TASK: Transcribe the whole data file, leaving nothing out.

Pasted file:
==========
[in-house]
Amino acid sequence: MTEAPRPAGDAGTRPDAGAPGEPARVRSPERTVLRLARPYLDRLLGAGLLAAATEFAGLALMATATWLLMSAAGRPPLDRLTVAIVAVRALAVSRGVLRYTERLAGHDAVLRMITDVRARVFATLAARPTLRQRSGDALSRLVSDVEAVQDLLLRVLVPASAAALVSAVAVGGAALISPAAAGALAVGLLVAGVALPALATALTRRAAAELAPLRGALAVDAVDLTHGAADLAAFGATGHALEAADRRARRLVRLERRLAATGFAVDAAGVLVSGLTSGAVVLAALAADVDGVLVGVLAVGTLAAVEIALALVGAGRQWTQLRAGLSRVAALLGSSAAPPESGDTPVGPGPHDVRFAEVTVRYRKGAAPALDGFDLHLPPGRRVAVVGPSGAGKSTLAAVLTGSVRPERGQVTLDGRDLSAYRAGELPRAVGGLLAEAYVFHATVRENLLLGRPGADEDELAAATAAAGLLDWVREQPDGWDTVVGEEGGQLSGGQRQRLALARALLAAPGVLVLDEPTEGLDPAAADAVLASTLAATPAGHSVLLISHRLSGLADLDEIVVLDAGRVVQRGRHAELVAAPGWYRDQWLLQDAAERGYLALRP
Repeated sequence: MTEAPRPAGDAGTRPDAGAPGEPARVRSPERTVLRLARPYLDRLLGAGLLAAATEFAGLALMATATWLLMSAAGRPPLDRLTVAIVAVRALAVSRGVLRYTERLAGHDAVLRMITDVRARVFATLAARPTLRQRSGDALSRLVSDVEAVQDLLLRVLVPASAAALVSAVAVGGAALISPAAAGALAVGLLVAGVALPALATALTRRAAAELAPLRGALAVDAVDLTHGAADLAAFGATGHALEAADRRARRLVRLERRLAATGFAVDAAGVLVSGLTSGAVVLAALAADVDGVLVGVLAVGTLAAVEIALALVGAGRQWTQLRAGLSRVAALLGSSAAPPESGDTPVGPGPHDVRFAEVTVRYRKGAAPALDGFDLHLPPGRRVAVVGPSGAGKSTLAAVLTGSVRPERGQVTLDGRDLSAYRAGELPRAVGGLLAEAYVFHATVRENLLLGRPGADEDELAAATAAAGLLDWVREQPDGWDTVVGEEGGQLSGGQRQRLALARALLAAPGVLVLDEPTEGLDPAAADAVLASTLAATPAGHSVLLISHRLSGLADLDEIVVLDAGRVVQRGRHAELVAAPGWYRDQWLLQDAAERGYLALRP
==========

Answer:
[in-house]
Amino acid sequence: MTEAPRPAGDAGTRPDAGAPGEPARVRSPERTVLRLARPYLDRLLGAGLLAAATEFAGLALMATATWLLMSAAGRPPLDRLTVAIVAVRALAVSRGVLRYTERLAGHDAVLRMITDVRARVFATLAARPTLRQRSGDALSRLVSDVEAVQDLLLRVLVPASAAALVSAVAVGGAALISPAAAGALAVGLLVAGVALPALATALTRRAAAELAPLRGALAVDAVDLTHGAADLAAFGATGHALEAADRRARRLVRLERRLAATGFAVDAAGVLVSGLTSGAVVLAALAADVDGVLVGVLAVGTLAAVEIALALVGAGRQWTQLRAGLSRVAALLGSSAAPPESGDTPVGPGPHDVRFAEVTVRYRKGAAPALDGFDLHLPPGRRVAVVGPSGAGKSTLAAVLTGSVRPERGQVTLDGRDLSAYRAGELPRAVGGLLAEAYVFHATVRENLLLGRPGADEDELAAATAAAGLLDWVREQPDGWDTVVGEEGGQLSGGQRQRLALARALLAAPGVLVLDEPTEGLDPAAADAVLASTLAATPAGHSVLLISHRLSGLADLDEIVVLDAGRVVQRGRHAELVAAPGWYRDQWLLQDAAERGYLALRP
Repeated sequence: MTEAPRPAGDAGTRPDAGAPGEPARVRSPERTVLRLARPYLDRLLGAGLLAAATEFAGLALMATATWLLMSAAGRPPLDRLTVAIVAVRALAVSRGVLRYTERLAGHDAVLRMITDVRARVFATLAARPTLRQRSGDALSRLVSDVEAVQDLLLRVLVPASAAALVSAVAVGGAALISPAAAGALAVGLLVAGVALPALATALTRRAAAELAPLRGALAVDAVDLTHGAADLAAFGATGHALEAADRRARRLVRLERRLAATGFAVDAAGVLVSGLTSGAVVLAALAADVDGVLVGVLAVGTLAAVEIALALVGAGRQWTQLRAGLSRVAALLGSSAAPPESGDTPVGPGPHDVRFAEVTVRYRKGAAPALDGFDLHLPPGRRVAVVGPSGAGKSTLAAVLTGSVRPERGQVTLDGRDLSAYRAGELPRAVGGLLAEAYVFHATVRENLLLGRPGADEDELAAATAAAGLLDWVREQPDGWDTVVGEEGGQLSGGQRQRLALARALLAAPGVLVLDEPTEGLDPAAADAVLASTLAATPAGHSVLLISHRLSGLADLDEIVVLDAGRVVQRGRHAELVAAPGWYRDQWLLQDAAERGYLALRP